Sep 2013 Journal

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Across the divide to Eastern Europe (Part 2)

Before 1918, the eastern territories of the Austro-Hungarian Empire – those that were after 1945 to be situated behind the Iron Curtain – contained some of the largest concentrations of Jews in the world outside the Pale of Settlement in Russia. The Jewish communities of the Dual Monarchy, spread across the present-day states of Poland, Ukraine, Hungary, the Czech Republic, Slovakia and Romania, were far more diverse than those of the German Empire discussed in last month’s issue of the Journal.
No area of what was once Austria-Hungary is more redolent of Eastern Europe’s vanished Jewish past than Galicia (Austrian Poland). Part of the Austrian half of the Dual Monarchy, Galicia came under Habsburg rule in 1772 and took its nineteenth-century form under the settlement reached at the Congress of Vienna in 1815. It was a crescent-shaped territory stretching from Cracow in the west to the Romanian border in the south-east; the western part, around Cracow, now forms part of Poland, while the eastern part, around Lviv (Lemberg), is in Ukraine. At its western extremity was the small town of Auschwitz (Oświęcim), which became part of Poland in 1918 and was annexed to the Third Reich in 1939. In its far south-east were towns like Tarnopol, Buczacz, Kolomea and Stryj, with a mixed population of Poles, Ukrainians and Jews.
Lemberg, perhaps more than any other Habsburg city, was associated with the rapidly expanding urban communities of eastern Jews, hard-working and aspirational, eager for cultural and educational self-improvement, but also conscious of the values, traditions and religious practices of their birthplaces. The arrival of the German-speaking bureaucracy of the Habsburg state gave the city a German-Austrian character and appearance in its orderliness and in the popularity of its coffee-houses. By 1910, 28 per cent of the city’s population was Jewish. Among its celebrated residents was Martin Buber, born in Vienna in 1878 but raised from the age of three by his grandfather in Lemberg. The second largest city in eastern Galicia was Brody, a major commercial centre that became known as ‘Trieste on the continent’, offering an opening to Russia just as Trieste gave Austria-Hungary an outlet to the Mediterranean. Brody was also known as the ‘Galician Jerusalem’ since Jews formed over 80 per cent of its population and it was an important centre of enlightened culture and of Judaism; for a time the founder of Hasidism, the Baal Shem Tov, had lived there.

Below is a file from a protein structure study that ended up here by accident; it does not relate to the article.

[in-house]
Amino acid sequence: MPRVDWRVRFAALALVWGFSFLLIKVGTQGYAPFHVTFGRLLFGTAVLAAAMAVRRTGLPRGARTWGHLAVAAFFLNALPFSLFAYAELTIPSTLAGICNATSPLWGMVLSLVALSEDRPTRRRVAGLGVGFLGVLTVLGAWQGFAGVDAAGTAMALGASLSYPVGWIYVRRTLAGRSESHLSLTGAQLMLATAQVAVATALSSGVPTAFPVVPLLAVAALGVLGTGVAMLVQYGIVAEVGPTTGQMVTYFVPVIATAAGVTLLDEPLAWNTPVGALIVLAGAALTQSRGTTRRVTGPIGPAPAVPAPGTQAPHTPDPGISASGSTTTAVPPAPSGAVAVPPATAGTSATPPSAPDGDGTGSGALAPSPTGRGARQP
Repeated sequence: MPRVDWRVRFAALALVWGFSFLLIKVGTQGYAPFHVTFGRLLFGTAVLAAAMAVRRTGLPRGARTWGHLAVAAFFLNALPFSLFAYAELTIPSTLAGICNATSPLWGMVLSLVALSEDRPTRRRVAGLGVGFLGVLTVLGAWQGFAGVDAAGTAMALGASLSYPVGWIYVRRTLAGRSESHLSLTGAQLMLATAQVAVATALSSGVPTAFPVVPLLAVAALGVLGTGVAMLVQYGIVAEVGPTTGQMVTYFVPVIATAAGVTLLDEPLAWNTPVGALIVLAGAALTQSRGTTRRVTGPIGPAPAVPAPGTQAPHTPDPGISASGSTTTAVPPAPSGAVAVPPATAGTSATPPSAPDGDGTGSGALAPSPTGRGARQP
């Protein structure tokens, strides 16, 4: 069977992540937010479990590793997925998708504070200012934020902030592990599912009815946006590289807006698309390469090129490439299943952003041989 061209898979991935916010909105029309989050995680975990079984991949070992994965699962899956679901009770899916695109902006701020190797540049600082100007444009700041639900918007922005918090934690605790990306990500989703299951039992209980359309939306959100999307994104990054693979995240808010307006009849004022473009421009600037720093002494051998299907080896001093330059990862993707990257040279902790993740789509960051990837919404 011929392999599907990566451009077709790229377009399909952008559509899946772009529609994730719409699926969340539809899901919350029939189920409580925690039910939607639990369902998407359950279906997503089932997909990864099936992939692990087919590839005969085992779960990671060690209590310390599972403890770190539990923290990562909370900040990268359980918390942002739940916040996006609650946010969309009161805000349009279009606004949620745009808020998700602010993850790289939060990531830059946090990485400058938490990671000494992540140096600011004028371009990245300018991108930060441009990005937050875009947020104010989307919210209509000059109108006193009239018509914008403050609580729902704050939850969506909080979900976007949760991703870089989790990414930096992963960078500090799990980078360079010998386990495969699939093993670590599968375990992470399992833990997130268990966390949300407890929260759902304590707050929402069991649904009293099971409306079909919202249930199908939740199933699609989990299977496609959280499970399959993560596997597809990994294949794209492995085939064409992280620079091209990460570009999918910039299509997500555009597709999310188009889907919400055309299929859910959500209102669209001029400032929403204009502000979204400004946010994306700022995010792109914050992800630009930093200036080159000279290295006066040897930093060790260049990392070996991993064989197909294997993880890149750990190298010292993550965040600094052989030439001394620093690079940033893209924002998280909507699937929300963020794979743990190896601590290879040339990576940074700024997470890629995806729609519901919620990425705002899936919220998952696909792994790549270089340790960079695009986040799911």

The principal city of Polish-dominated western Galicia was Cracow, capital of Poland until the early seventeenth century. Following the foundation of Kazimierz in 1335 by King Casimir the Great as an outlying settlement for Jews, Cracow became a major centre of Jewish life and culture though its Jewish residents also suffered periodic bouts of persecution. Much of the cultural and intellectual elite of other towns in western Galicia, such as Tarnow or Rzeszów, was Jewish. Around Przemyśl the Austrians constructed one of the largest defensive fortresses in Europe but in 1914 it failed to stem the advancing Russian armies. The atrocities of the Holocaust have, perhaps understandably, obscured historical memories of the brutal treatment meted out by the Russian armies to the Jewish communities in the Austrian territories occupied in 1914-15.